Battista, who applied for a Certificate of Non-Historic Status on August 1, has spent months fighting off efforts by City Councilman Rafael Espinoza to have the home she’s owned for nearly ten years designated historic.
“This whole process is so flawed it’s not even funny,” Battista says. “There have been so many loopholes that it’s almost like, what’s going to happen next? When I get that piece of paper in my hand, that’s when it will be real.”
Having the certificate means that if Battista wants to sell her home, at 2849 West 23rd Avenue, to a developer, it can be demolished to make way for condos or townhomes.
Matthew Rork, an attorney at Fairfield and Woods who represents Battista, says he expects the Landmark Preservation Commission to issue the Certificate of Non-Historic Status within the next few days as required by ordinance.
“More importantly, based on the discussions at last night’s council meeting, it appears that the hostile designation ordinance," what opponents call the Owner-Opposed Historic Designation, "as currently written is ripe for abuse, raises significant concerns regarding the rights of property owners in Denver, and is in need of revision,” Rork says. “We intend to work proactively with the council in making the necessary revisions to protect the rights of property owners in Denver while at the same time ensuring that structures that truly merit historic designation are properly preserved for the citizens of Denver.”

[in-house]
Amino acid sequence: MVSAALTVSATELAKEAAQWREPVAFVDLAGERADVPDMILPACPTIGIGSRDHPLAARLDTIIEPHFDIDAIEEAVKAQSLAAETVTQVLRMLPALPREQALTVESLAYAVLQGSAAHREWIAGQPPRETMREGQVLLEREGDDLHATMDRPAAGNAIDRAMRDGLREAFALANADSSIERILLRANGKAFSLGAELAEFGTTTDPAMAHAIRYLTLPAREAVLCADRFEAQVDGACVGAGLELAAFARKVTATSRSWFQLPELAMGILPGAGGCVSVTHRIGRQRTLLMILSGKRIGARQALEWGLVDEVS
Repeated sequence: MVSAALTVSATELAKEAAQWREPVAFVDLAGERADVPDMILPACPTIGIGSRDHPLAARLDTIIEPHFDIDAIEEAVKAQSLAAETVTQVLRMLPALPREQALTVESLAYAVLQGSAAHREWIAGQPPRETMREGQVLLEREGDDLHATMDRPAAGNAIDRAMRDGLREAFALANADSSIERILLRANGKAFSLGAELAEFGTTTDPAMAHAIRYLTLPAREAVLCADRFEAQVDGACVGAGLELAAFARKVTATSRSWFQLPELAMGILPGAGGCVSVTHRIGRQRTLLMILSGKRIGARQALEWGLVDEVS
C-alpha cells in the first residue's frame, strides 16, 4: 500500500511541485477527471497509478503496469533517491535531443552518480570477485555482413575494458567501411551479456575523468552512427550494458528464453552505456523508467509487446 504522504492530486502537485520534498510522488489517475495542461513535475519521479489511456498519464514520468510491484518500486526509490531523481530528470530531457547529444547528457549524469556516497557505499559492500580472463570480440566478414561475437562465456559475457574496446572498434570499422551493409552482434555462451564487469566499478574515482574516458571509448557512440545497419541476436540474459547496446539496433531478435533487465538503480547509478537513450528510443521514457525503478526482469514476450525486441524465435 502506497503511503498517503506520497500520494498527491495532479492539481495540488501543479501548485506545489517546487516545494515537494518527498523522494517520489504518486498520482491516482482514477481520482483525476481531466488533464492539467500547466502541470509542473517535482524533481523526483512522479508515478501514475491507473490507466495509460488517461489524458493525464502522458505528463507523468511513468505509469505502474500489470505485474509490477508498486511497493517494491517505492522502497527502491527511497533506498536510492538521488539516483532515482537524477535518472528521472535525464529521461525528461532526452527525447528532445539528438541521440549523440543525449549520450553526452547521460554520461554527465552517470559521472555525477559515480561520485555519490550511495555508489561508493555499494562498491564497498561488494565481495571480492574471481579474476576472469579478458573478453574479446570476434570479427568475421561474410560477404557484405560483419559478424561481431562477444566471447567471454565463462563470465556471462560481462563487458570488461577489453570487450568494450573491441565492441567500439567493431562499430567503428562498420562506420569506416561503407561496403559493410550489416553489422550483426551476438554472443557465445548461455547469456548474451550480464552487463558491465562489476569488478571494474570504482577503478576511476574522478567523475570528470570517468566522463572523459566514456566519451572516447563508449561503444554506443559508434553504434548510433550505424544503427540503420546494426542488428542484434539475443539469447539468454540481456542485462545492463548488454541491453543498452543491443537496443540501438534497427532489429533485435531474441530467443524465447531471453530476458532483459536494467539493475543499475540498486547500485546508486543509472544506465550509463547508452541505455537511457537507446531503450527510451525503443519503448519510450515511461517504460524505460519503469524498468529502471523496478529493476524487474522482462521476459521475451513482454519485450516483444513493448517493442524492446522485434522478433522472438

Espinoza filed the Owner-Opposed Historic Designation application to prevent the home from being razed. He had maintained that because Battista’s Queen Anne-style house was the childhood residence of well-known Denver architects Burnham and Merrill Hoyt, it is historically significant. The brothers jointly and independently designed some of Denver’s most architecturally significant buildings, including the Park Hill Library, the Denver Press Club, Lake Middle School, Cherokee Castle and the amphitheater at Red Rocks. Many of the structures they designed have been designated as historic on a local and national level.
“I will continue to fight for my constituents to preserve the important links to our past, the character of our neighborhoods and the communities that have been created as a result,” says Espinoza, who before he was sworn in as a councilmember last summer made at least two other unsuccessful attempts to have properties in Jefferson Park and Highland designated historic. “Our community deserves better than to have the destruction of a truly significant historic structure be simply a check box on the path to create evermore overpriced townhomes that erode the character of a neighborhood and disregard that community’s history.”